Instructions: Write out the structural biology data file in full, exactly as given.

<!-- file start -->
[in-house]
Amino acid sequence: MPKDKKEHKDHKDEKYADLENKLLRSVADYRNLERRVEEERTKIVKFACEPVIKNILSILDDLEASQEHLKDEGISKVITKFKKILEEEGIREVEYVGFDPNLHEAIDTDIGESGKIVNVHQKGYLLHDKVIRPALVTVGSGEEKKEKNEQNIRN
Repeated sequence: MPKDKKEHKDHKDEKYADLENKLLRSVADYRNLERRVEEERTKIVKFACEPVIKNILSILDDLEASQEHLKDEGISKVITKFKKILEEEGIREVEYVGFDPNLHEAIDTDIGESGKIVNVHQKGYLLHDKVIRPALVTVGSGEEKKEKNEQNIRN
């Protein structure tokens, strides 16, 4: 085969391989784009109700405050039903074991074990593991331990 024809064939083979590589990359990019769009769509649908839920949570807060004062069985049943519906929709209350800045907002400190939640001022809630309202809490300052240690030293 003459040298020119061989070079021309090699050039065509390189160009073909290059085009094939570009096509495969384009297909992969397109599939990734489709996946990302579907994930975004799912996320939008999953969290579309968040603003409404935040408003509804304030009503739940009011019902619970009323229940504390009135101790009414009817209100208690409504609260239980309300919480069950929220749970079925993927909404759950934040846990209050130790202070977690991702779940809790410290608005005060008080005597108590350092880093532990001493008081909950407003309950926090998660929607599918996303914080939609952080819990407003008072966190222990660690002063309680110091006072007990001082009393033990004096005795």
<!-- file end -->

[in-house]
Amino acid sequence: MPKDKKEHKDHKDEKYADLENKLLRSVADYRNLERRVEEERTKIVKFACEPVIKNILSILDDLEASQEHLKDEGISKVITKFKKILEEEGIREVEYVGFDPNLHEAIDTDIGESGKIVNVHQKGYLLHDKVIRPALVTVGSGEEKKEKNEQNIRN
Repeated sequence: MPKDKKEHKDHKDEKYADLENKLLRSVADYRNLERRVEEERTKIVKFACEPVIKNILSILDDLEASQEHLKDEGISKVITKFKKILEEEGIREVEYVGFDPNLHEAIDTDIGESGKIVNVHQKGYLLHDKVIRPALVTVGSGEEKKEKNEQNIRN
């Protein structure tokens, strides 16, 4: 085969391989784009109700405050039903074991074990593991331990 024809064939083979590589990359990019769009769509649908839920949570807060004062069985049943519906929709209350800045907002400190939640001022809630309202809490300052240690030293 003459040298020119061989070079021309090699050039065509390189160009073909290059085009094939570009096509495969384009297909992969397109599939990734489709996946990302579907994930975004799912996320939008999953969290579309968040603003409404935040408003509804304030009503739940009011019902619970009323229940504390009135101790009414009817209100208690409504609260239980309300919480069950929220749970079925993927909404759950934040846990209050130790202070977690991702779940809790410290608005005060008080005597108590350092880093532990001493008081909950407003309950926090998660929607599918996303914080939609952080819990407003008072966190222990660690002063309680110091006072007990001082009393033990004096005795």